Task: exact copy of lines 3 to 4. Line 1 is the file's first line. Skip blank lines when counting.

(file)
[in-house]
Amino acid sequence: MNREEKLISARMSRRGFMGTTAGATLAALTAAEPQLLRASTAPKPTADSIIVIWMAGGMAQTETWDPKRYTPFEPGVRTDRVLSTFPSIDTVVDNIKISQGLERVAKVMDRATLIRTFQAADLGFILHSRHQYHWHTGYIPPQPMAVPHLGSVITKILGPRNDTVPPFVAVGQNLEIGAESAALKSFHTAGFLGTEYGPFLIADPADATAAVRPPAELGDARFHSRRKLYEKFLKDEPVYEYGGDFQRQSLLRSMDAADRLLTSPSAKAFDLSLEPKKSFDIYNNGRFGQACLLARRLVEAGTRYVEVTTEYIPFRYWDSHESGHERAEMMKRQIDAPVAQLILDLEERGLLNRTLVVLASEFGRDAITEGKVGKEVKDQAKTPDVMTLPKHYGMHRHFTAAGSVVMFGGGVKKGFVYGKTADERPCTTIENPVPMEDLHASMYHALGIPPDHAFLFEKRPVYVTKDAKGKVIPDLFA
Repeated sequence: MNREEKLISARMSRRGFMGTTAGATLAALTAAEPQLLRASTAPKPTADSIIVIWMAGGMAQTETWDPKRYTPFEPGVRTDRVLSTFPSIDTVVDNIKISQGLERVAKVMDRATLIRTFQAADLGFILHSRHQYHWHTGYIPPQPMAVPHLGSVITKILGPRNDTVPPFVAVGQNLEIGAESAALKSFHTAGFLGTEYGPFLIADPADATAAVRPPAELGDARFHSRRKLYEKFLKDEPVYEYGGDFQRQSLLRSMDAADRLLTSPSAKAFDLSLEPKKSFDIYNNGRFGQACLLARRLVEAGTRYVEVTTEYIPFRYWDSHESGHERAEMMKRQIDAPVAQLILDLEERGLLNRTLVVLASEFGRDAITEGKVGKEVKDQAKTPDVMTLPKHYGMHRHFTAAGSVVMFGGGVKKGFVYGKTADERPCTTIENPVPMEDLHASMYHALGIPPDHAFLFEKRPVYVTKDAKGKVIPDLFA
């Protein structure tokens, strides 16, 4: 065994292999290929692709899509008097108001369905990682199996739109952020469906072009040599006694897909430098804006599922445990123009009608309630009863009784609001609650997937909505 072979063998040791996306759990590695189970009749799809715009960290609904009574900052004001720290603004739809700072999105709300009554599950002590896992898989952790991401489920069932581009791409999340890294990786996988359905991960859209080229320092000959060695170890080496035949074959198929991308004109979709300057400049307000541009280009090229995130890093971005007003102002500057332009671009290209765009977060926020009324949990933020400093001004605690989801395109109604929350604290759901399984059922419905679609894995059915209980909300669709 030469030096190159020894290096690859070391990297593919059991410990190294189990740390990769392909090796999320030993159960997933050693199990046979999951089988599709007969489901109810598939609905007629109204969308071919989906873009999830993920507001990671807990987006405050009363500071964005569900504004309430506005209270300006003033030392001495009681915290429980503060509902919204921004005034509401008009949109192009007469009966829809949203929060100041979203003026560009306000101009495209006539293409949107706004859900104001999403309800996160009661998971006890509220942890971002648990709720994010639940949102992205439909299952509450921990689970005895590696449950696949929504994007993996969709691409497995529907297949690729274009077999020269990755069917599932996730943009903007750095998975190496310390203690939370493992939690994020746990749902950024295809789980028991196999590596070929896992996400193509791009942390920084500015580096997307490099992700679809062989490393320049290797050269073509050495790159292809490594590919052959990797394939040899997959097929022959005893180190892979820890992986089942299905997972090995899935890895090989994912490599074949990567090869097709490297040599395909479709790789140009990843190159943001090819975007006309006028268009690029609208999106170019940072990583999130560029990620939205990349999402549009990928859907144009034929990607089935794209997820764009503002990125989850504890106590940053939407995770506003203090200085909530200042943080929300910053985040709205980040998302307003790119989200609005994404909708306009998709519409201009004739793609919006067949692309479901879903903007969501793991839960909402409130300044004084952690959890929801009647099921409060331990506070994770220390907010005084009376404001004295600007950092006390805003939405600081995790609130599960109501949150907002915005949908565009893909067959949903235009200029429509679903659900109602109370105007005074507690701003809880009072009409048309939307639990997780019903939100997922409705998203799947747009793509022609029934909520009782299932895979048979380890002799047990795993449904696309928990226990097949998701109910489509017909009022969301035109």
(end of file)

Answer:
Repeated sequence: MNREEKLISARMSRRGFMGTTAGATLAALTAAEPQLLRASTAPKPTADSIIVIWMAGGMAQTETWDPKRYTPFEPGVRTDRVLSTFPSIDTVVDNIKISQGLERVAKVMDRATLIRTFQAADLGFILHSRHQYHWHTGYIPPQPMAVPHLGSVITKILGPRNDTVPPFVAVGQNLEIGAESAALKSFHTAGFLGTEYGPFLIADPADATAAVRPPAELGDARFHSRRKLYEKFLKDEPVYEYGGDFQRQSLLRSMDAADRLLTSPSAKAFDLSLEPKKSFDIYNNGRFGQACLLARRLVEAGTRYVEVTTEYIPFRYWDSHESGHERAEMMKRQIDAPVAQLILDLEERGLLNRTLVVLASEFGRDAITEGKVGKEVKDQAKTPDVMTLPKHYGMHRHFTAAGSVVMFGGGVKKGFVYGKTADERPCTTIENPVPMEDLHASMYHALGIPPDHAFLFEKRPVYVTKDAKGKVIPDLFA
């Protein structure tokens, strides 16, 4: 065994292999290929692709899509008097108001369905990682199996739109952020469906072009040599006694897909430098804006599922445990123009009608309630009863009784609001609650997937909505 072979063998040791996306759990590695189970009749799809715009960290609904009574900052004001720290603004739809700072999105709300009554599950002590896992898989952790991401489920069932581009791409999340890294990786996988359905991960859209080229320092000959060695170890080496035949074959198929991308004109979709300057400049307000541009280009090229995130890093971005007003102002500057332009671009290209765009977060926020009324949990933020400093001004605690989801395109109604929350604290759901399984059922419905679609894995059915209980909300669709 030469030096190159020894290096690859070391990297593919059991410990190294189990740390990769392909090796999320030993159960997933050693199990046979999951089988599709007969489901109810598939609905007629109204969308071919989906873009999830993920507001990671807990987006405050009363500071964005569900504004309430506005209270300006003033030392001495009681915290429980503060509902919204921004005034509401008009949109192009007469009966829809949203929060100041979203003026560009306000101009495209006539293409949107706004859900104001999403309800996160009661998971006890509220942890971002648990709720994010639940949102992205439909299952509450921990689970005895590696449950696949929504994007993996969709691409497995529907297949690729274009077999020269990755069917599932996730943009903007750095998975190496310390203690939370493992939690994020746990749902950024295809789980028991196999590596070929896992996400193509791009942390920084500015580096997307490099992700679809062989490393320049290797050269073509050495790159292809490594590919052959990797394939040899997959097929022959005893180190892979820890992986089942299905997972090995899935890895090989994912490599074949990567090869097709490297040599395909479709790789140009990843190159943001090819975007006309006028268009690029609208999106170019940072990583999130560029990620939205990349999402549009990928859907144009034929990607089935794209997820764009503002990125989850504890106590940053939407995770506003203090200085909530200042943080929300910053985040709205980040998302307003790119989200609005994404909708306009998709519409201009004739793609919006067949692309479901879903903007969501793991839960909402409130300044004084952690959890929801009647099921409060331990506070994770220390907010005084009376404001004295600007950092006390805003939405600081995790609130599960109501949150907002915005949908565009893909067959949903235009200029429509679903659900109602109370105007005074507690701003809880009072009409048309939307639990997780019903939100997922409705998203799947747009793509022609029934909520009782299932895979048979380890002799047990795993449904696309928990226990097949998701109910489509017909009022969301035109």